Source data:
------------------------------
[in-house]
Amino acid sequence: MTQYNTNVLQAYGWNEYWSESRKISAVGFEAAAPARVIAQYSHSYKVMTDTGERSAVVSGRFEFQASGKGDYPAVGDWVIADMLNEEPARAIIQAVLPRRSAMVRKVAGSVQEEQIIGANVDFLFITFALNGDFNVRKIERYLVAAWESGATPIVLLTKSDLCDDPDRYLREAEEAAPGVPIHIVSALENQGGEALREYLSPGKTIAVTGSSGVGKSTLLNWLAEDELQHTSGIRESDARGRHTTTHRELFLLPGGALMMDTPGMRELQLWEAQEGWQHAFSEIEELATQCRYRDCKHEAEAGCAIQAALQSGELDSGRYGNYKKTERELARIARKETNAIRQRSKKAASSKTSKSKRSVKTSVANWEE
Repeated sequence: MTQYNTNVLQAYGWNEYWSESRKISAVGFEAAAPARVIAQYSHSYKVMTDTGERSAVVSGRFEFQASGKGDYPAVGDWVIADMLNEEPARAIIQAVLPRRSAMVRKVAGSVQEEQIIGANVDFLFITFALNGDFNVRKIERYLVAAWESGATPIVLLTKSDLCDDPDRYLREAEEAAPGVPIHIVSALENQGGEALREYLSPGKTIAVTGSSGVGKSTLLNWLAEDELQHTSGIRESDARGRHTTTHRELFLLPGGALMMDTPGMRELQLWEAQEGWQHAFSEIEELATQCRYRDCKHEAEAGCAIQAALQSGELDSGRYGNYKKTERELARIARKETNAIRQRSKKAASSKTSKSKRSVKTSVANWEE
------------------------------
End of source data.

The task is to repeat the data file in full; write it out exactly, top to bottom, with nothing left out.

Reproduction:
[in-house]
Amino acid sequence: MTQYNTNVLQAYGWNEYWSESRKISAVGFEAAAPARVIAQYSHSYKVMTDTGERSAVVSGRFEFQASGKGDYPAVGDWVIADMLNEEPARAIIQAVLPRRSAMVRKVAGSVQEEQIIGANVDFLFITFALNGDFNVRKIERYLVAAWESGATPIVLLTKSDLCDDPDRYLREAEEAAPGVPIHIVSALENQGGEALREYLSPGKTIAVTGSSGVGKSTLLNWLAEDELQHTSGIRESDARGRHTTTHRELFLLPGGALMMDTPGMRELQLWEAQEGWQHAFSEIEELATQCRYRDCKHEAEAGCAIQAALQSGELDSGRYGNYKKTERELARIARKETNAIRQRSKKAASSKTSKSKRSVKTSVANWEE
Repeated sequence: MTQYNTNVLQAYGWNEYWSESRKISAVGFEAAAPARVIAQYSHSYKVMTDTGERSAVVSGRFEFQASGKGDYPAVGDWVIADMLNEEPARAIIQAVLPRRSAMVRKVAGSVQEEQIIGANVDFLFITFALNGDFNVRKIERYLVAAWESGATPIVLLTKSDLCDDPDRYLREAEEAAPGVPIHIVSALENQGGEALREYLSPGKTIAVTGSSGVGKSTLLNWLAEDELQHTSGIRESDARGRHTTTHRELFLLPGGALMMDTPGMRELQLWEAQEGWQHAFSEIEELATQCRYRDCKHEAEAGCAIQAALQSGELDSGRYGNYKKTERELARIARKETNAIRQRSKKAASSKTSKSKRSVKTSVANWEE